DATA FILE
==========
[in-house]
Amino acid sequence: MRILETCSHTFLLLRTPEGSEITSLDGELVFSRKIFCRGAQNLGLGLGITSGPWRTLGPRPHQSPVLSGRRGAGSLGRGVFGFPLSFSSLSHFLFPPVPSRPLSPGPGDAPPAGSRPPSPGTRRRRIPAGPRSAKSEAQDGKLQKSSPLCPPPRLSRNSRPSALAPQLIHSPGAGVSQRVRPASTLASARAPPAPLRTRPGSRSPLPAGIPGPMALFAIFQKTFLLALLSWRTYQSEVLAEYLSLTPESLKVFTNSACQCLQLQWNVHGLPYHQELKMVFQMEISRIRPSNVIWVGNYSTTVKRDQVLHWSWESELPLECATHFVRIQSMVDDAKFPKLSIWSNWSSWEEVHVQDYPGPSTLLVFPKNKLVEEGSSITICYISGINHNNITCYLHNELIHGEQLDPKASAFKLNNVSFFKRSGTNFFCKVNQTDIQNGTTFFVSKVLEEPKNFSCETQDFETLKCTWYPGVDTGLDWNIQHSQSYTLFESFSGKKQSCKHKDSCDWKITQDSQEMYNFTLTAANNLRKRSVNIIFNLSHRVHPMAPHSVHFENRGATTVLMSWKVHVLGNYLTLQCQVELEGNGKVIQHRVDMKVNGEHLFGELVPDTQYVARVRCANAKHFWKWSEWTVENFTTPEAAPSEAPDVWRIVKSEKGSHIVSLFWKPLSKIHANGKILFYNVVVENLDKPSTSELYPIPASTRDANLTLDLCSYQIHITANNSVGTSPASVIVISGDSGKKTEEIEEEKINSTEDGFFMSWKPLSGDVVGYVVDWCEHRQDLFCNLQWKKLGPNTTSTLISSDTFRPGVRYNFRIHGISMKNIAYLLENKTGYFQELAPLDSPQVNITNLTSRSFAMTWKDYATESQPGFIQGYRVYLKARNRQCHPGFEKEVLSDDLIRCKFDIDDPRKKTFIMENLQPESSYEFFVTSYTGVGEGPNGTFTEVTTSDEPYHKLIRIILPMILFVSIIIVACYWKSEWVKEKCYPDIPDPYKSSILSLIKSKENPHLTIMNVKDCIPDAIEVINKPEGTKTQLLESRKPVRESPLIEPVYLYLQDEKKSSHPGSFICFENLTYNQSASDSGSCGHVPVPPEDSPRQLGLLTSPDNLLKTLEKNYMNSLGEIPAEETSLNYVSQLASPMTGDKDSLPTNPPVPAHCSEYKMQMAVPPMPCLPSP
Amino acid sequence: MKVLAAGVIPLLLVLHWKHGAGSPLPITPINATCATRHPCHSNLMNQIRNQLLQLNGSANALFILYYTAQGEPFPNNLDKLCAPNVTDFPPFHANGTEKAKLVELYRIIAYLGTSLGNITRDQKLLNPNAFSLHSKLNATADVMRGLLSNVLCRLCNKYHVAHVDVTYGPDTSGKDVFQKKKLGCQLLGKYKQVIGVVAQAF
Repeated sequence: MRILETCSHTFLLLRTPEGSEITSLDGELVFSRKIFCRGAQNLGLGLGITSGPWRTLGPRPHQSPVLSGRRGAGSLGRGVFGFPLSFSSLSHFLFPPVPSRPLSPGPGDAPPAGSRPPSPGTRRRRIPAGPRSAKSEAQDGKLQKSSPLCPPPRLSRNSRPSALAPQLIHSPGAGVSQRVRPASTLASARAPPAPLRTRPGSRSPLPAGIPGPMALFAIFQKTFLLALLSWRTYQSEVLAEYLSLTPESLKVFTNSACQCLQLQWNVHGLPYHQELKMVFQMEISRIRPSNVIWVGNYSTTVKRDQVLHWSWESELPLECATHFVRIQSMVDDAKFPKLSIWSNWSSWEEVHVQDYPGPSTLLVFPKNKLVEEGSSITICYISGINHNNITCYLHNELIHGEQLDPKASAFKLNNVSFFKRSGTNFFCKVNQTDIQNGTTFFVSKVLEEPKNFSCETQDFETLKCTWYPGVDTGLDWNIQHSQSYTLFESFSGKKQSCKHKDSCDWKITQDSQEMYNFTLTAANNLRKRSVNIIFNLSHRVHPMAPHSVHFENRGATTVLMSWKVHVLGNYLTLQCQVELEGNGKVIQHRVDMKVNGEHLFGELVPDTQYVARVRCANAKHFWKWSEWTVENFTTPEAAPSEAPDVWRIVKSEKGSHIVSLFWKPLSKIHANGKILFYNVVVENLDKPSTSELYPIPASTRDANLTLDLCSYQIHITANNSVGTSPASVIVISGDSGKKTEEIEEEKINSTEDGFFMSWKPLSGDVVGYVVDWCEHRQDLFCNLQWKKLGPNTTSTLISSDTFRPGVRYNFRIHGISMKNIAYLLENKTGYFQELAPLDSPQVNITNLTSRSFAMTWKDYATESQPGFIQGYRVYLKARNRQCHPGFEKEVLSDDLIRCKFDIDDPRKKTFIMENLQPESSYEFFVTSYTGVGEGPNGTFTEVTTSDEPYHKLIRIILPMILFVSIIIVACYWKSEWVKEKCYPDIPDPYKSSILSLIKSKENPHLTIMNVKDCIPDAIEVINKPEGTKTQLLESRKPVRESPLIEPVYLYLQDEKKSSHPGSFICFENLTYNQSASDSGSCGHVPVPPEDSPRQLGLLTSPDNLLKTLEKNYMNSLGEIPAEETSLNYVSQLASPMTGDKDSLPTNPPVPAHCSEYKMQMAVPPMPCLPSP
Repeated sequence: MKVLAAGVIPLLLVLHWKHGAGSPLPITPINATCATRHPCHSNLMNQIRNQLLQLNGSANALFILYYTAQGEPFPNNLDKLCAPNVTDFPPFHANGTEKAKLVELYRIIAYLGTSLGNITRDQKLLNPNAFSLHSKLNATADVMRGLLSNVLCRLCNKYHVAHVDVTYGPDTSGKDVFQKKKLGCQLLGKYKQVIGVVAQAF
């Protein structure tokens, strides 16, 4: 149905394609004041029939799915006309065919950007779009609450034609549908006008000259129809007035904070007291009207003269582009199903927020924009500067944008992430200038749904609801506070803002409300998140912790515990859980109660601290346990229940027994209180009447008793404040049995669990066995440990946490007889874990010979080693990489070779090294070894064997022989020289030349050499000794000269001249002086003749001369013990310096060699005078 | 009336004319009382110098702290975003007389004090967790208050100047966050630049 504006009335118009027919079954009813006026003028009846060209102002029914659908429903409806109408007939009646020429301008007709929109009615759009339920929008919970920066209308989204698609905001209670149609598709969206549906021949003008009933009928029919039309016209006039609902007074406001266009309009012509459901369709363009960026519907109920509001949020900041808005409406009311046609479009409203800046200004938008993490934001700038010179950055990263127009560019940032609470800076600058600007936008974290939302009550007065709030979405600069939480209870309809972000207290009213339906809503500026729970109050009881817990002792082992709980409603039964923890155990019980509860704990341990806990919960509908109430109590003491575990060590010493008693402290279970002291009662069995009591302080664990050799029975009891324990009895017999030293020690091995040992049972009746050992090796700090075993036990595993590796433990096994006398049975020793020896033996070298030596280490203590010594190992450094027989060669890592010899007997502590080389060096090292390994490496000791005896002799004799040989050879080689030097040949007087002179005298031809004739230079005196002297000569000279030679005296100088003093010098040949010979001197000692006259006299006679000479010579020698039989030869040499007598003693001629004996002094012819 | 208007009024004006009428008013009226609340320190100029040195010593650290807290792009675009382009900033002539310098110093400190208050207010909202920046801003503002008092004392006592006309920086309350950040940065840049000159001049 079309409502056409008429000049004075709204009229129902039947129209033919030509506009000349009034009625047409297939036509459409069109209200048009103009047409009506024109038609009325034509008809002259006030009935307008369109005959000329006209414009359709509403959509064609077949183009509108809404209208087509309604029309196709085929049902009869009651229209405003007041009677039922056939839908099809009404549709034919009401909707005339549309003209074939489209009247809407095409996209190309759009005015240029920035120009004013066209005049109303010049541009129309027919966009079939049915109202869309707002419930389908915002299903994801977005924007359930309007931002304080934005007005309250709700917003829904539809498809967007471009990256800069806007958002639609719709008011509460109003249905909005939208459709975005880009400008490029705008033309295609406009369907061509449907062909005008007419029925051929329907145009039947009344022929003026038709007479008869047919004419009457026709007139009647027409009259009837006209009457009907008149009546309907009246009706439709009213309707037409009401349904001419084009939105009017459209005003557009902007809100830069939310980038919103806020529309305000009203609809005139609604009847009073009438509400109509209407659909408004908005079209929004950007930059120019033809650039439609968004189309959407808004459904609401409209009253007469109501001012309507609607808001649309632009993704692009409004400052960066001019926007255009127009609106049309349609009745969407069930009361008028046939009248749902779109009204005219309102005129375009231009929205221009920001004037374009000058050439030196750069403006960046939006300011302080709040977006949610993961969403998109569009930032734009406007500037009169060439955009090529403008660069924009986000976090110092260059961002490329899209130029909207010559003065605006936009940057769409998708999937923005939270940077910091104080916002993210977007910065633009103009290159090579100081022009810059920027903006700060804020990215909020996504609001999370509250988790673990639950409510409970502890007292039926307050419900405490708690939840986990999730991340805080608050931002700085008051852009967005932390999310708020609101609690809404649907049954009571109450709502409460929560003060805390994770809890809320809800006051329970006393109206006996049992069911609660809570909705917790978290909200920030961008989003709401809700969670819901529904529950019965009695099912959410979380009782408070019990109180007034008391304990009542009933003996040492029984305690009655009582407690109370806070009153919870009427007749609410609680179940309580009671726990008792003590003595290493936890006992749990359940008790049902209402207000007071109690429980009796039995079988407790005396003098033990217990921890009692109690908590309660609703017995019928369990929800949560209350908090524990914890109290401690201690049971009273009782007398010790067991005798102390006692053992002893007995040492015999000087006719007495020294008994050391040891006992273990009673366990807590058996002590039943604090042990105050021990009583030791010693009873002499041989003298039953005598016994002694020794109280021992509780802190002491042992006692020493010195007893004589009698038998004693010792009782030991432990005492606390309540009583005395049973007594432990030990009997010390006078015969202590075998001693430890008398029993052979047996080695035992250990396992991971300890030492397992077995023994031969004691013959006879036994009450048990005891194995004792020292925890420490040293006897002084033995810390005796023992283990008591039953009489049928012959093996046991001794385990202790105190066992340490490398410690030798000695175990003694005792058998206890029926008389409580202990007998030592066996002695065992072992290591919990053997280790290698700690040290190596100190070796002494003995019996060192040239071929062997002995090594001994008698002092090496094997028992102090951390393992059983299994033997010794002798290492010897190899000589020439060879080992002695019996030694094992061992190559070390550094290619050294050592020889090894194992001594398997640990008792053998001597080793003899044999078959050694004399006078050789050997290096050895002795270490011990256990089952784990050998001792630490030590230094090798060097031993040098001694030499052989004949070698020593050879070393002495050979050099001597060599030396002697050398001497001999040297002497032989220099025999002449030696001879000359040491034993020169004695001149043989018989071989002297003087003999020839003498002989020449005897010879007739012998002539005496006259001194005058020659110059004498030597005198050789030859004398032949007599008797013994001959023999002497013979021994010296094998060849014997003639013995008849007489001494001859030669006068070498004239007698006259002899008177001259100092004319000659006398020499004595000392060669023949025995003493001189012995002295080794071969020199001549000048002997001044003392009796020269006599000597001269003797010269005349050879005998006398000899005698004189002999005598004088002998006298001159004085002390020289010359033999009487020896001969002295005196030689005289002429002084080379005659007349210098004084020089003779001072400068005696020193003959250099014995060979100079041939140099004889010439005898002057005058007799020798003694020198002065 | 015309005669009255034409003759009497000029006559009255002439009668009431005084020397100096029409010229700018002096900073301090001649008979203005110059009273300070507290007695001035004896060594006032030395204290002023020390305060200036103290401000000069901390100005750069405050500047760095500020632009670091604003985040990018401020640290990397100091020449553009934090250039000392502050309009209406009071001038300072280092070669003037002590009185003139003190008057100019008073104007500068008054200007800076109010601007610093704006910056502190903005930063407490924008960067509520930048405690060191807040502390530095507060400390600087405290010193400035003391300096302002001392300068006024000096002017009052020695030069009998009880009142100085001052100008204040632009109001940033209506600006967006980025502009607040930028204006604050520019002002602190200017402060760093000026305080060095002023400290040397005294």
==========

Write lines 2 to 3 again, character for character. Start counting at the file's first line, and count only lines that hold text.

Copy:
Amino acid sequence: MRILETCSHTFLLLRTPEGSEITSLDGELVFSRKIFCRGAQNLGLGLGITSGPWRTLGPRPHQSPVLSGRRGAGSLGRGVFGFPLSFSSLSHFLFPPVPSRPLSPGPGDAPPAGSRPPSPGTRRRRIPAGPRSAKSEAQDGKLQKSSPLCPPPRLSRNSRPSALAPQLIHSPGAGVSQRVRPASTLASARAPPAPLRTRPGSRSPLPAGIPGPMALFAIFQKTFLLALLSWRTYQSEVLAEYLSLTPESLKVFTNSACQCLQLQWNVHGLPYHQELKMVFQMEISRIRPSNVIWVGNYSTTVKRDQVLHWSWESELPLECATHFVRIQSMVDDAKFPKLSIWSNWSSWEEVHVQDYPGPSTLLVFPKNKLVEEGSSITICYISGINHNNITCYLHNELIHGEQLDPKASAFKLNNVSFFKRSGTNFFCKVNQTDIQNGTTFFVSKVLEEPKNFSCETQDFETLKCTWYPGVDTGLDWNIQHSQSYTLFESFSGKKQSCKHKDSCDWKITQDSQEMYNFTLTAANNLRKRSVNIIFNLSHRVHPMAPHSVHFENRGATTVLMSWKVHVLGNYLTLQCQVELEGNGKVIQHRVDMKVNGEHLFGELVPDTQYVARVRCANAKHFWKWSEWTVENFTTPEAAPSEAPDVWRIVKSEKGSHIVSLFWKPLSKIHANGKILFYNVVVENLDKPSTSELYPIPASTRDANLTLDLCSYQIHITANNSVGTSPASVIVISGDSGKKTEEIEEEKINSTEDGFFMSWKPLSGDVVGYVVDWCEHRQDLFCNLQWKKLGPNTTSTLISSDTFRPGVRYNFRIHGISMKNIAYLLENKTGYFQELAPLDSPQVNITNLTSRSFAMTWKDYATESQPGFIQGYRVYLKARNRQCHPGFEKEVLSDDLIRCKFDIDDPRKKTFIMENLQPESSYEFFVTSYTGVGEGPNGTFTEVTTSDEPYHKLIRIILPMILFVSIIIVACYWKSEWVKEKCYPDIPDPYKSSILSLIKSKENPHLTIMNVKDCIPDAIEVINKPEGTKTQLLESRKPVRESPLIEPVYLYLQDEKKSSHPGSFICFENLTYNQSASDSGSCGHVPVPPEDSPRQLGLLTSPDNLLKTLEKNYMNSLGEIPAEETSLNYVSQLASPMTGDKDSLPTNPPVPAHCSEYKMQMAVPPMPCLPSP
Amino acid sequence: MKVLAAGVIPLLLVLHWKHGAGSPLPITPINATCATRHPCHSNLMNQIRNQLLQLNGSANALFILYYTAQGEPFPNNLDKLCAPNVTDFPPFHANGTEKAKLVELYRIIAYLGTSLGNITRDQKLLNPNAFSLHSKLNATADVMRGLLSNVLCRLCNKYHVAHVDVTYGPDTSGKDVFQKKKLGCQLLGKYKQVIGVVAQAF